Thursday, September 1, 2016

the uncensored Valley Artisans Market interview with Debra Ann Salat

by DebraAnn Salat

I did an interview of DebraAnn Salat, but my questions, and some of the answers were rewritten by someone else (without conferring with me). This is the unadulterated version, which I think better reflects "a co-operative gallery interview" from member to member than the dry version that was published.

(A special thank you to DebraAnn Salat for the experience of interviewing her and her beautiful work)

L: I noticed when looking around the gallery, you have a theme going with hands. What do hands represent to you? 

DebraAnn: Hands represent life to me. They are pretty much at the center of every interaction, every connection. We use them to comfort, nurture, nourish, create, in love, even in anger. I like to use them in my art because they are simple but all life comes from them.

L: To me, when I look at your pieces, there is a message of healing and hope. That is the predominant message I receive. Then there are a lot of heart symbols: little sewn hearts with embroidery on them, and even framed work with hearts. Is there a message in this for us? Do you want a more compassionate world where people put healing one another, loving one another, and being thoughtful of one another ahead of other concerns? 

DebraAnn: I learned how to embroider during a very traumatic time period of my childhood. I have always used the needle arts as a soothing presence, as a meditation to bring peace and tranquility to my life. I like to translate that peace into my work so I am glad that you see them that way. Like most artists I use my art to express my emotions, be they peaceful or chaotic. I almost always end up in peace if I let myself go there. I would love a more compassionate world and think it would be if more people picked up an embroidery needle or a paintbrush.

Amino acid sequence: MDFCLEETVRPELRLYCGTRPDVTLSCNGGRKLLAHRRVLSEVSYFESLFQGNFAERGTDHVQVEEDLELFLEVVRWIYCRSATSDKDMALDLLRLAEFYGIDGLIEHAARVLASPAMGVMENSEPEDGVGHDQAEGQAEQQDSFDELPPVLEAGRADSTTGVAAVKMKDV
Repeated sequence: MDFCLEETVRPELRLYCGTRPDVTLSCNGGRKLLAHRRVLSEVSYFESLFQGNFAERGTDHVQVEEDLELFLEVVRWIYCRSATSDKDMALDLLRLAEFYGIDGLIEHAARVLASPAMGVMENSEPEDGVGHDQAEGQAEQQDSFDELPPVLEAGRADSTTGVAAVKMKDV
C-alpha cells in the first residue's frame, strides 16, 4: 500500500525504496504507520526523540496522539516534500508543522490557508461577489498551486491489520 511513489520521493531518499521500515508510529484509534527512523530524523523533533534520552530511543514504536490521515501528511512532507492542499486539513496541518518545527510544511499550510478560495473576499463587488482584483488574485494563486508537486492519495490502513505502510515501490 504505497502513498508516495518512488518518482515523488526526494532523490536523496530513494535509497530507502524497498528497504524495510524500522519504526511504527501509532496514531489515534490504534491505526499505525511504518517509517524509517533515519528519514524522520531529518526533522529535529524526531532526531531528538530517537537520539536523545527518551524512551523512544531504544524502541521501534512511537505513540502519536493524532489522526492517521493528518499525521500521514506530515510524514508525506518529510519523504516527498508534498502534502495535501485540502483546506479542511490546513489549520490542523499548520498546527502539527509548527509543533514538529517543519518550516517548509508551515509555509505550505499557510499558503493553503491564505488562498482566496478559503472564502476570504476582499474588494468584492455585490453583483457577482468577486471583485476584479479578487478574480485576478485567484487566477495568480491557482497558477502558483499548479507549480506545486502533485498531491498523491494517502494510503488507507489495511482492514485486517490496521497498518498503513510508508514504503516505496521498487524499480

L: Why did you choose embroidery as your medium? Like: why not painting, or drawing or another art form to express yourself? What is it about embroidery that holds a sway for you? 

DebraAnn: I have been embroidering since I was a 6 year old. Being an artist came much later in life. I can do more with an embroidery needle than I ever could with a paint brush, it's something I've been in love with since childhood. My embroidery is very organic, it starts out with a simple design that I hand draw but all the details come from a needle. It is why if you pick up two of my heart ornaments they may have the same subject but they are never identical. I also look at it as a meditation, a soothing of my soul.

L: How does embroidery make you the person that you are? How does embroidery and the imagery inform, or transform, your life? 

DebraAnn: Well it keeps me peaceful and even keeled. If I am embroidering all is right with the world. When I'm not embroidering I am an anxious kind of person and quite talkative, when I am embroidering I am at peace, quiet, contemplative. It transforms my life as it helps me to banish my demons. I process my feelings and create peace within myself. As I mentioned earlier I have always been embroidering something but it has taken on more importance since I have begun to self express this way. Since it has become an art rather than a craft.

L: Which brings me to my next question: how do you want your images to effect others? When they put up a framed piece on their wall, what kind of feeling would you like to transfer to them when they look at your work?